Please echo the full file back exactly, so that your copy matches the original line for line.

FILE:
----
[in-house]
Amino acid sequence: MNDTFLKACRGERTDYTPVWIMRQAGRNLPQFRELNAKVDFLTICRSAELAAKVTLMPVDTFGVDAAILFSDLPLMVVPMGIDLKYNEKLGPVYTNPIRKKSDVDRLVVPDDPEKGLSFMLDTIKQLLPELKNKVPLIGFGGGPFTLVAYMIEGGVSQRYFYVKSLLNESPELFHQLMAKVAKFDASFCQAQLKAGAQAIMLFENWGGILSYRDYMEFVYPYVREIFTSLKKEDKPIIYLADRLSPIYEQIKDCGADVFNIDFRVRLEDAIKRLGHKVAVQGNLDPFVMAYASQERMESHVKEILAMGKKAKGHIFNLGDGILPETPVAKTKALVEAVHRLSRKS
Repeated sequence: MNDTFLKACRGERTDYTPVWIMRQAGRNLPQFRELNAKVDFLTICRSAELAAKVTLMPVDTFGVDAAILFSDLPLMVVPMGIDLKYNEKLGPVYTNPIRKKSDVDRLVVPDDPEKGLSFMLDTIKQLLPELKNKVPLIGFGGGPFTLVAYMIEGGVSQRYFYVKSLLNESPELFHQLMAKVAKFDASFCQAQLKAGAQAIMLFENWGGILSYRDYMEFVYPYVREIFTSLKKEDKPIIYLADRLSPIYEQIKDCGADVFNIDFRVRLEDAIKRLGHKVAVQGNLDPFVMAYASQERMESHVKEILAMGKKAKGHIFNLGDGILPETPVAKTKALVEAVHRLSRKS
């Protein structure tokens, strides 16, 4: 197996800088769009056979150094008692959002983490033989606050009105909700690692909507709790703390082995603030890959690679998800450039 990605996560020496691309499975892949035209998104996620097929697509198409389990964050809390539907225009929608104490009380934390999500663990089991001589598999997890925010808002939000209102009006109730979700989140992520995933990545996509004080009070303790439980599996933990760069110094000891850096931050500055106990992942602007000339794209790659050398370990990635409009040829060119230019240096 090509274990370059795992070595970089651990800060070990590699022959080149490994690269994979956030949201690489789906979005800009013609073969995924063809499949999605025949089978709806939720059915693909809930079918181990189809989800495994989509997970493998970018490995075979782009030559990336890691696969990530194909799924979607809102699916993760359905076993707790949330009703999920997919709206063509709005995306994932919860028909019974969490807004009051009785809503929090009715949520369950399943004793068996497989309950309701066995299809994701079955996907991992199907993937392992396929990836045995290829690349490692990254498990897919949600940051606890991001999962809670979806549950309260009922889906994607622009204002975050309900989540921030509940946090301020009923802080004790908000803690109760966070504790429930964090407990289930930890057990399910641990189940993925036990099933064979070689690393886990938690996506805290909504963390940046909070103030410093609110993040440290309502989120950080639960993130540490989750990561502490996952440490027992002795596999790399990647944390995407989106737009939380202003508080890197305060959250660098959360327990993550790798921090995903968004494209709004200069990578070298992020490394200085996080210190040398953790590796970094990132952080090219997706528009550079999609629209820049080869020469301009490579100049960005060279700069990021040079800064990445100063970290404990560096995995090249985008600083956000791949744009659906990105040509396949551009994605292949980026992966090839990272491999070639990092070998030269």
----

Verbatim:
[in-house]
Amino acid sequence: MNDTFLKACRGERTDYTPVWIMRQAGRNLPQFRELNAKVDFLTICRSAELAAKVTLMPVDTFGVDAAILFSDLPLMVVPMGIDLKYNEKLGPVYTNPIRKKSDVDRLVVPDDPEKGLSFMLDTIKQLLPELKNKVPLIGFGGGPFTLVAYMIEGGVSQRYFYVKSLLNESPELFHQLMAKVAKFDASFCQAQLKAGAQAIMLFENWGGILSYRDYMEFVYPYVREIFTSLKKEDKPIIYLADRLSPIYEQIKDCGADVFNIDFRVRLEDAIKRLGHKVAVQGNLDPFVMAYASQERMESHVKEILAMGKKAKGHIFNLGDGILPETPVAKTKALVEAVHRLSRKS
Repeated sequence: MNDTFLKACRGERTDYTPVWIMRQAGRNLPQFRELNAKVDFLTICRSAELAAKVTLMPVDTFGVDAAILFSDLPLMVVPMGIDLKYNEKLGPVYTNPIRKKSDVDRLVVPDDPEKGLSFMLDTIKQLLPELKNKVPLIGFGGGPFTLVAYMIEGGVSQRYFYVKSLLNESPELFHQLMAKVAKFDASFCQAQLKAGAQAIMLFENWGGILSYRDYMEFVYPYVREIFTSLKKEDKPIIYLADRLSPIYEQIKDCGADVFNIDFRVRLEDAIKRLGHKVAVQGNLDPFVMAYASQERMESHVKEILAMGKKAKGHIFNLGDGILPETPVAKTKALVEAVHRLSRKS
């Protein structure tokens, strides 16, 4: 197996800088769009056979150094008692959002983490033989606050009105909700690692909507709790703390082995603030890959690679998800450039 990605996560020496691309499975892949035209998104996620097929697509198409389990964050809390539907225009929608104490009380934390999500663990089991001589598999997890925010808002939000209102009006109730979700989140992520995933990545996509004080009070303790439980599996933990760069110094000891850096931050500055106990992942602007000339794209790659050398370990990635409009040829060119230019240096 090509274990370059795992070595970089651990800060070990590699022959080149490994690269994979956030949201690489789906979005800009013609073969995924063809499949999605025949089978709806939720059915693909809930079918181990189809989800495994989509997970493998970018490995075979782009030559990336890691696969990530194909799924979607809102699916993760359905076993707790949330009703999920997919709206063509709005995306994932919860028909019974969490807004009051009785809503929090009715949520369950399943004793068996497989309950309701066995299809994701079955996907991992199907993937392992396929990836045995290829690349490692990254498990897919949600940051606890991001999962809670979806549950309260009922889906994607622009204002975050309900989540921030509940946090301020009923802080004790908000803690109760966070504790429930964090407990289930930890057990399910641990189940993925036990099933064979070689690393886990938690996506805290909504963390940046909070103030410093609110993040440290309502989120950080639960993130540490989750990561502490996952440490027992002795596999790399990647944390995407989106737009939380202003508080890197305060959250660098959360327990993550790798921090995903968004494209709004200069990578070298992020490394200085996080210190040398953790590796970094990132952080090219997706528009550079999609629209820049080869020469301009490579100049960005060279700069990021040079800064990445100063970290404990560096995995090249985008600083956000791949744009659906990105040509396949551009994605292949980026992966090839990272491999070639990092070998030269």